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Cornell University and the Technion prove that Israel's qualities as the 'start-up nation' are an invaluable advocacy asset

With college athletics taking the very visible role that it does, I hope I may be forgiven for relying on a sports analogy regarding views of Israel on college campuses. The observation, however, is this: There are proven game-changers out there, and for the most part our community leaves them on the bench.

The organizations working together over the past two years to reinstate study abroad in Israel for the California State University system saw ample evidence of the power of these game-changers. So, too, did Stanford University this fall, when bidding on a high-tech campus development project in New York City; Cornell, MIT, and a host of others saw the same game-changers at play, too. The chancellor of the University of California-Irvine, a campus with a longstanding reputation for controversy regarding Israel, saw these game-changers in action this winter, after many years of struggles; the President of the University of Southern California, a school with a history of fielding game-changers in sports, invited 100 others to see these game-changers for Israel with him. University of California-Berkeley, Harvard University, the University of Michigan — many of America’s top universities have begun exploring what these game-changers could mean for their game. And with the college game being as much about copycats as it is, there’s little doubt that others can and will follow.

Game-changers, in the campus Israel environment, where so much seems cyclical at best and immovable at worst — and our community ignores them? Unfortunately, in many cases, we do; but it needn’t continue that way.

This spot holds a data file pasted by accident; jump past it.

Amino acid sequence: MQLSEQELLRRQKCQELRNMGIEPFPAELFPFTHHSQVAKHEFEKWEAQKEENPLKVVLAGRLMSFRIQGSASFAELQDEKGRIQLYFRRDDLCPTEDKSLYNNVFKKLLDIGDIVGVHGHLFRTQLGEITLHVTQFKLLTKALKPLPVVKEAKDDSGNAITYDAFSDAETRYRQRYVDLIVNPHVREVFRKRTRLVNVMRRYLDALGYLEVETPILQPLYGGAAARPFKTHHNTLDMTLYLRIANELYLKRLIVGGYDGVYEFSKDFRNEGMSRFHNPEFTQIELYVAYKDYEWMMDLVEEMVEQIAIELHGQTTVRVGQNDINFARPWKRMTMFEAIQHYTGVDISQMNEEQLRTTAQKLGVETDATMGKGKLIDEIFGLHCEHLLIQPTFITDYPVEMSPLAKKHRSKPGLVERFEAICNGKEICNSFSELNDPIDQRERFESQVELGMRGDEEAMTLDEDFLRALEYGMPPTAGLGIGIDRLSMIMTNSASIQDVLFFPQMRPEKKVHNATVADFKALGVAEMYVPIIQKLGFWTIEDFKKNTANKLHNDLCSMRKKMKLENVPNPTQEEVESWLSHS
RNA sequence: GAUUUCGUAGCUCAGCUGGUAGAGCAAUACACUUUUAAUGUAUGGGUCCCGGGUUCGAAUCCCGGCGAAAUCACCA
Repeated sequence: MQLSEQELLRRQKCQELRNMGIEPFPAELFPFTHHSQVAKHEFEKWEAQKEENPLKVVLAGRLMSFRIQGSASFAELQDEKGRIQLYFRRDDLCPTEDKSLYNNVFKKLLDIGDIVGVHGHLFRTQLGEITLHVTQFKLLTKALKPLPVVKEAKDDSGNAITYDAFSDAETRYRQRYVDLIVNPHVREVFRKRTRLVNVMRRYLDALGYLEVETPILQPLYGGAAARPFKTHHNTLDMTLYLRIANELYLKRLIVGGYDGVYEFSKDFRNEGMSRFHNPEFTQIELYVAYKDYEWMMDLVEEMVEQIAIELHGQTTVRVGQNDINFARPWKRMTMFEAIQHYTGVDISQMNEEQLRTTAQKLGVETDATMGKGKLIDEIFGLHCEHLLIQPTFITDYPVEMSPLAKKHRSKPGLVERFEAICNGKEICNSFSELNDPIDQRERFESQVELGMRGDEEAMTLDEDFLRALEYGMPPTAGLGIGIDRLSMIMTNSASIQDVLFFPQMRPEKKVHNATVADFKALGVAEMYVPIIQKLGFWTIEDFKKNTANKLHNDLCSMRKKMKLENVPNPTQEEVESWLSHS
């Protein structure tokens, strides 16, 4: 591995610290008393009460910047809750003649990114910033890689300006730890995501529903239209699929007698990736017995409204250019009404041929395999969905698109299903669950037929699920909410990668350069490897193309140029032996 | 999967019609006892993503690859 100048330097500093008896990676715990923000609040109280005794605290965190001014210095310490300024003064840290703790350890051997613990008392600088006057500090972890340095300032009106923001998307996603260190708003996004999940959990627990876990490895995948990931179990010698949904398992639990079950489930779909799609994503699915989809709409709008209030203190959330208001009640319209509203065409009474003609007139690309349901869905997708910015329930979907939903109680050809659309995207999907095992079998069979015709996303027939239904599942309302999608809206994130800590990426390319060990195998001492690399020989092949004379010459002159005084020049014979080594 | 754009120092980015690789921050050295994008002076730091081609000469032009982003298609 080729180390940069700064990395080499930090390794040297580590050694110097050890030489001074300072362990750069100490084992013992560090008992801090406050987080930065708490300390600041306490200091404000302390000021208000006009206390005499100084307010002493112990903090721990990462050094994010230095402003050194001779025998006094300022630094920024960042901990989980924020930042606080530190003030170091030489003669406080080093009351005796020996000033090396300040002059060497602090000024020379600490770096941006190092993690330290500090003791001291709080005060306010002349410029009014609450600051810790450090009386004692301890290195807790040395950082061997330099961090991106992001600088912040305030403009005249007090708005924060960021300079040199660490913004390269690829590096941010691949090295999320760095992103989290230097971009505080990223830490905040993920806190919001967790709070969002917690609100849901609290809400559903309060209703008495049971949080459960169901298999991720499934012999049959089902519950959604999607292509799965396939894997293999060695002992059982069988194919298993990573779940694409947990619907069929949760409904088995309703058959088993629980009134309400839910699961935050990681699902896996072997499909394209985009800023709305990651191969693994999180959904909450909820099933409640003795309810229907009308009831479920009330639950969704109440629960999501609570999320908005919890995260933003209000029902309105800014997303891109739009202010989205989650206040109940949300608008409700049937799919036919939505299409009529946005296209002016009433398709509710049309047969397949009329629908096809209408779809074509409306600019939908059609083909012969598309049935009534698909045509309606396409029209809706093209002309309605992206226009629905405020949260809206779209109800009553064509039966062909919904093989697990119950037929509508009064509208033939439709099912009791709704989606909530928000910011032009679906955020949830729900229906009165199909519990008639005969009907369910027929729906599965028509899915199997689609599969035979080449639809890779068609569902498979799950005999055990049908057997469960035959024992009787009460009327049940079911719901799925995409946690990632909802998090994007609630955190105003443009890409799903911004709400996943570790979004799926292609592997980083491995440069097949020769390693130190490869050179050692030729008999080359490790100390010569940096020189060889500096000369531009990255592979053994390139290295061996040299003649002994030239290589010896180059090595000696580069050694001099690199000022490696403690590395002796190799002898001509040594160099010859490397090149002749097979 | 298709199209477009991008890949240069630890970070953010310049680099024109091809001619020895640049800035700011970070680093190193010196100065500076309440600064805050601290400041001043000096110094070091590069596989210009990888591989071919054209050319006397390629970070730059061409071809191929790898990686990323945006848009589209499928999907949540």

Time and again, those who operate in the campus environment see that when campuses connect directly with Israel, the entire dynamic of Israel on campus is liable to change. My organization, the Israel on Campus Coalition, and its partners saw it over the course of the past two years as we worked with the administration of the California State University system to reinstate Cal State’s study abroad program in Israel. As the university administration carefully considered the implications of restoring their decade-suspended program, with the support of the pro-Israel community, they grew in confidence and excitement. By April 2011, the administration announced its intention to reinstate study abroad even as it decided to suspend its program in Mexico — for a California state university system, a remarkable position.

When a group of academics protested the decision to reinstate in Israel, purely on political grounds, in the fall, the administration had no difficulty in rebuffing their objections: now this was Cal State’s own program, was the substance of the response; and Cal State is about opening doors, not closing them. The Cal State administration felt so strongly about the importance of their joint program with University of Haifa that when the ICC and its partners suggested in January our desire to convene a summit to reintroduce the Cal State community to the long-suspended program, the Cal State administration insisted that it not take place — unless they were permitted to host the summit in their own administration building, invite all of their campus study abroad officers from their 23 campuses, and open the program themselves to welcome the invited guests to the resumption of their program.